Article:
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Depression treatment research in people with cancer does not reflect cancer prevalence: findings from a systematic review
  1. Benjamin Bravery1,
  2. Siobhan Loughnan2,
  3. Michael Murphy2
  1. 1 School of Medicine, The University of Notre Dame Australia, Darlinghurst, New South Wales, Australia
  2. 2 Clinical Research Unit for Anxiety and Depression (CRUfAD) at St Vincent’s Hospital, UNSW, Darlinghurst, New South Wales, Australia
  1. Correspondence to Dr Benjamin Bravery, School of Medicine, The University of Notre Dame Australia, Darlinghurst, NSW, Australia; benbravery{at}


Background One in six people with cancer will develop depression at some point in their care. Untreated depression affects quality of life, cancer care satisfaction and healthcare expenditure. Treatments for this vulnerable heterogenous population should be evidence based and specific. A common sentiment is that psychiatric research does not reflect the prevalence of patients with cancer and comorbid depression and is biased towards certain cancers, but this has not been empirically shown.

Study selection and analysis A systematic review of studies on psychological and pharmacological treatments for depression in people with cancer was conducted. Of 4621 papers identified from a search of PubMed and PsycINFO up to 27 June 2020, 84 met inclusion criteria (eg, adults with cancer; depression diagnosis; treatment study) and comprised 6048 participants with depression with cancer.

Findings Cancer types are not proportionally represented in depression research in accordance with their incidence. Breast cancer is over-represented (relative frequency in research 49.3%, but 11.7% of global cancer). Cancers of the head and neck and bone and soft tissue were close to parity. All other cancers are under-represented. Representativeness varied 40-fold across different cancers.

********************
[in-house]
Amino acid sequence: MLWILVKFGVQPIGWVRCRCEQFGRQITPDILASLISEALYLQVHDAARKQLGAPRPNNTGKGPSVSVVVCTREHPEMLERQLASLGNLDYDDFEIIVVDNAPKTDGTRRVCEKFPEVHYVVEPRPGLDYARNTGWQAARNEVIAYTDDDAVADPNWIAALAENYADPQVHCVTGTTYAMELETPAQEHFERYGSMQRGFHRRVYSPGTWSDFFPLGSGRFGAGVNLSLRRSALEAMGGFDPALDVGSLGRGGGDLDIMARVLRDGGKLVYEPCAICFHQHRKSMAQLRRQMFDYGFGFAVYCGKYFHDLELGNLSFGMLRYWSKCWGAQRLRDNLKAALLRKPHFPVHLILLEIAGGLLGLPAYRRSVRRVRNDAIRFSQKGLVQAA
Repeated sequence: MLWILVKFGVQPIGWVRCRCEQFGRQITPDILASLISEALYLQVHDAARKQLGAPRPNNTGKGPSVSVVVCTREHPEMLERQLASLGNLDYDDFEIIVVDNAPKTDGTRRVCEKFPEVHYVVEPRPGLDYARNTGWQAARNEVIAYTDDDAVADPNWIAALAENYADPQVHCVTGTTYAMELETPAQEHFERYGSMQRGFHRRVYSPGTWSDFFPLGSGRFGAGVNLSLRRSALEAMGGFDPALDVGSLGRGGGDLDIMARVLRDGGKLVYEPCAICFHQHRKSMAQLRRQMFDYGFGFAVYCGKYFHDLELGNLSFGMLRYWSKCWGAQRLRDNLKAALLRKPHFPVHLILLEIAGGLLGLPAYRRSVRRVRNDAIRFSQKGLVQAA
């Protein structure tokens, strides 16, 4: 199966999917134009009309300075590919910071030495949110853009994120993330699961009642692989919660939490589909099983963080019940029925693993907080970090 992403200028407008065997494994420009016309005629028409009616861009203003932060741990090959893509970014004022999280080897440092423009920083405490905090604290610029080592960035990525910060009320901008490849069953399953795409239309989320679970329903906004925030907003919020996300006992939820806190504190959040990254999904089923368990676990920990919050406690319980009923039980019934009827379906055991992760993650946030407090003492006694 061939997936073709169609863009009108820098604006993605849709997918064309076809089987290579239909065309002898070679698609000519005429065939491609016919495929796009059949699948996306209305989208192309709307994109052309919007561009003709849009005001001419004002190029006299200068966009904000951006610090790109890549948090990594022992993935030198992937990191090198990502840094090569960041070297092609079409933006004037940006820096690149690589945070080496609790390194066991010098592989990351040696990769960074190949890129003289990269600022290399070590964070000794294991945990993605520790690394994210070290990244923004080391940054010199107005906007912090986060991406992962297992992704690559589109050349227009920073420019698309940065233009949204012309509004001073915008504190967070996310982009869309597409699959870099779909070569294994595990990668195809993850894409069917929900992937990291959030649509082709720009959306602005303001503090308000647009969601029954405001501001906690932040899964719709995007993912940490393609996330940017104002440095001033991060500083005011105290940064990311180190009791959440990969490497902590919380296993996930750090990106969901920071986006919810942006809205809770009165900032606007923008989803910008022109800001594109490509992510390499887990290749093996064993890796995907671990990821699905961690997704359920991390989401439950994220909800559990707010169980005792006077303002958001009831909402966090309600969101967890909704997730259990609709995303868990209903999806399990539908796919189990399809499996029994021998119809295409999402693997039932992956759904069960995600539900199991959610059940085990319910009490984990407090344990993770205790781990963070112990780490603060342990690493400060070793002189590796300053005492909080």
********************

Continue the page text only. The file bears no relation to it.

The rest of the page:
Conclusions The evidence base for depression treatments is dominated by a single cancer. Given heterogeneity in cancer populations (eg, stage of illness; psychological impact; cancer treatments), it is possible that depression treatments may not have the same benefits and harms across all cancers, impeding the ability to offer people with different cancers the best depression treatment. While the dominant opinion within this research field is that a cancer bias exists, this is the first study to demonstrate as such.

  • depression & mood disorders

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  • Contributors MM and BB designed the research strategy and review protocol. BB and SL conducted the review with supervision from MM. All authors have contributed to and approved the final version of the manuscript for publication.

  • Funding The authors have not declared a specific grant for this research from any funding agency in the public, commercial or not-for-profit sectors.

  • Competing interests None declared.

  • Patient consent for publication Not required.

  • Provenance and peer review Not commissioned; externally peer reviewed.

  • Data availability statement Data are available upon reasonable request. Data available from

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